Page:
Generally handover covers all the engineering information included into the project scope: specifications
and datasheets, MRBs, compliance certificates, construction and inspection certificates, operations and
maintenance manuals, as-built documentation, spare parts and items projections and many others.
According to AVEVA survey staggering 90% of Oil & Gas projects are delayed due to handover challenges.
They, in turn, trigger delays in startup and directly impact costs and safety of future operations. By many experts, partial and inconsistent asset information increases operation costs by 8–10%.
Situation in the water treatment and desalination projects is quite similar. As seen in Figure above the planned handover adds another 3-4 months to the project duration.
Penalties for delays are high. Example is the desalination project of above 150 MLD recently executed by "XXL" company: the handover added over US$ 5 million to the project planned engineering expenses, which may be estimated at 7% of the total costs or US$ 10 million. (The cause is trivial – the documentation quality and scope creep.)
The above-mentioned case is not unique at all. The experienced project planners routinely add 4% (!) to the annual engineering budget to cover the data handover.
The handover problem grows in proportions due to the engineering data volume tremendous escalation - phenomenon observed lately in desalination projects. For instance, the typical file directory of the SWRO project of above 150 MLD may contain more than 100,000 files, total of over 100 GB.
Digital transformation and the industrial IoT advances turn this escalation into Big Data tsunami, which spares neither EPC nor PPP projects.
On the bright side - to the project owner, handover is the biggest opportunity to gain genuine digital experience - the digital transformation aim. In other words, handover is where we win or lose the client.
I vividly remember some project executed in the past. Despite the project satisfying engineering, management and progress, it failed miserably on the collaboration criteria. The cause for a buildup of mistrust was a contractor total unwillingness to share the information facilitating the main scope understanding and auditing (for fear of the proprietary data leak). Ironically, most of this "know-how" information – the engineering guideline and procedures, OEM catalogs & standards - are on the internet now.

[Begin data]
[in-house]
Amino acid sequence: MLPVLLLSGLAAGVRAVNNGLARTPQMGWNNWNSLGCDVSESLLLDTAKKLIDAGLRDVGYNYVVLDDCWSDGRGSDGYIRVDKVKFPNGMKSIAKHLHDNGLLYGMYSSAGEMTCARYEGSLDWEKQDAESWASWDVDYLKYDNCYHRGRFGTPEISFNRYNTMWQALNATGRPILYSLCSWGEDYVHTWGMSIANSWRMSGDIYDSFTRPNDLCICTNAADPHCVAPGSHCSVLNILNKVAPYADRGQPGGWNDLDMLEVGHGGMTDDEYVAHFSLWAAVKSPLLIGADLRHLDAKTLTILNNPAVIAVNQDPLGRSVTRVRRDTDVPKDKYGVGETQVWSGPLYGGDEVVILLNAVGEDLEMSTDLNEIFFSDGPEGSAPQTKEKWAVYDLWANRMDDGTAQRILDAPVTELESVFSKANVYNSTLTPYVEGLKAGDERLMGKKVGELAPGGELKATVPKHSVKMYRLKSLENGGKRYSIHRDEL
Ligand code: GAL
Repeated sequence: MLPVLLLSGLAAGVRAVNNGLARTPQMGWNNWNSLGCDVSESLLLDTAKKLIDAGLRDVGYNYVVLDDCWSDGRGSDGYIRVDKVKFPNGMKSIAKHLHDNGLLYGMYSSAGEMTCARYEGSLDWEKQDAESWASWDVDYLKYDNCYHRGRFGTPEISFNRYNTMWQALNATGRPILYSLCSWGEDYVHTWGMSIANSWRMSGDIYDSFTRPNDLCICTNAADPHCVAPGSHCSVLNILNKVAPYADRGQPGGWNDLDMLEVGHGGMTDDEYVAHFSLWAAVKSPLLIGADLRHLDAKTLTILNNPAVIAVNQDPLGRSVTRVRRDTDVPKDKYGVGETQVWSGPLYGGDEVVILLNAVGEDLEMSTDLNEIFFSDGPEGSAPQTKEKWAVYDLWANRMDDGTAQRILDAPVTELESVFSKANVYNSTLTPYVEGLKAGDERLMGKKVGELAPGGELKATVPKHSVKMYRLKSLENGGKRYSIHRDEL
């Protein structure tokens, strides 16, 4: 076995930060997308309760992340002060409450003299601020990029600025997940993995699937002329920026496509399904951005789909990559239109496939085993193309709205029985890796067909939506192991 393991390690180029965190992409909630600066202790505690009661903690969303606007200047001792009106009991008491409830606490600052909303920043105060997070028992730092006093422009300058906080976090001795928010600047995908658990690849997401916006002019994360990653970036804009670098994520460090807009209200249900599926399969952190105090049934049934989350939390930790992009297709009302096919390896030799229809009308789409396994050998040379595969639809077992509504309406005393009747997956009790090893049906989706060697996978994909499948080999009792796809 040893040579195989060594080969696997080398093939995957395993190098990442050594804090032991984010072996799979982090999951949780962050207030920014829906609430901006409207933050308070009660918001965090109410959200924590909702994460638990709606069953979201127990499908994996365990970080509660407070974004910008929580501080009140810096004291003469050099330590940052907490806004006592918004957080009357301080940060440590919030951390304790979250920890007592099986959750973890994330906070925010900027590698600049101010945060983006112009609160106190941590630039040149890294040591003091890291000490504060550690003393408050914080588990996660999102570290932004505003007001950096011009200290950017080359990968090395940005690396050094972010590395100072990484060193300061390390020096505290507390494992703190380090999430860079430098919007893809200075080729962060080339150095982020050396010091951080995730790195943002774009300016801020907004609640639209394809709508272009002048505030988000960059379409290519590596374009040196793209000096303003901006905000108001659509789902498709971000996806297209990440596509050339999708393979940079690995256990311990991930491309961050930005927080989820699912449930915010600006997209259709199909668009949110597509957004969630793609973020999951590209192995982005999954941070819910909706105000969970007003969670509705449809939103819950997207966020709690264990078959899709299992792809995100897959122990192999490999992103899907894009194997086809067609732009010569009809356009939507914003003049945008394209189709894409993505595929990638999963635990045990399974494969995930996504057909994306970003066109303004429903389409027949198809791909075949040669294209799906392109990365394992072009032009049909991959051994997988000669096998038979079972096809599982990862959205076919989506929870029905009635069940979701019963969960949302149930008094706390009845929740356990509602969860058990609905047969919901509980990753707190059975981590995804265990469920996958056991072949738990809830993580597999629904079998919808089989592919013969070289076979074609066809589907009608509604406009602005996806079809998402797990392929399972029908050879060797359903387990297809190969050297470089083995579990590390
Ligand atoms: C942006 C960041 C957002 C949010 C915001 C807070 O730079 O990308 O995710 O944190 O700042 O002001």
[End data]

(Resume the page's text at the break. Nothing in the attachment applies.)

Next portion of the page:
Let's image the opposite situation - we make all the project information transparent (even a data perceived by old-school engineers as know-how) and dump this Big Data in the form of documents and images upon the client. Will the client start re-selling the project copies? Or more specifically
Will Crenger users start re-selling the FEED documentation packages for 20-440 MLD SWRO desalination plants offered for free? With thousands of documents?
The answer is NO because they are too big for a human being to grasp.
It takes over 7 hours (!) to auto-generate a single package by my laptop equipped with a 4-core processor. How long does it take for a human being to reverse-engineer the logic of these documents? Eternity, especially bearing in mind that the project owner happens not to be an expert in the data storage and processing.
Converting hundreds of megabytes of data into XLS and DOC documents destroys the data most precious attribute –
relationships between numbers - the attribute the highly-paid data scientists are chasing for in sieving day
and night through Big Data. (Another interesting fact of the data-to-document conversion is that documentation
packages are at least twice as big as the project database.)
Relationships are a new know-how, and it is NOT PRESENT in the documents handed over to the client. It is these relationships that allow aggregating the inputs of hundreds of processes across multiple disciplines, and easy data navigation. They create an illusion of ultimate data transparency.
To turn the handover from big risk to fail into an opportunity to win the client, we need to disrupt it - to move from handover as a single documentation transfer event (at the end of project execution) to the data sharing as a life service. The latter exposes neither relationships nor algorithms to the client as they are hidden deep in the software now.
This concept is not new; it is a core of the Project-Plant Life Cycle Management, and Crenger is its practical implementation.
Crenger starts this service from the day 0 of the project and tracks every new bit of information progressively added to the project. To handle Big Data tsunami mentioned above, Crenger treats differently each class of information.
- Data forming the project scope (private domain, traceable)
- Data needed to create the project scope (private domain, traceable)
- Supporting data (public domain, not traceable)
- Historical data on previous projects (public domain, not traceable)
Type 1 is mostly derived or secondary data, while Type 2 is a primary one (used to create Type 1).
It means that Type 1 may not be stored physically; it may be compiled every time the client asks for it.
Examples are equipment datasheets and specifications, project specification, control & operation sequences
The boundary between Type 2 and Type 3 is volatile - more know-how pieces are keeping posted on the internet, and real company expertise is in predicting the exact direction of boundary drifting. Crenger does not store Type 3 accounting for over 30% of the project digital volume. Crenger bookmarks it with special Chrome browser extension – CRENMARK downloadable from the site.
To provide seamless transition from Project (design) to Plant (operation and maintenance), Crenger auto-generates Project Deliverables Scope & Schedule tied to staged payments, the spare items and parts stock needed to maintain the plant requested reliability and maintenance schedule, and tracks the reliability categories (MTTR, MTBF, unavailability, etc.).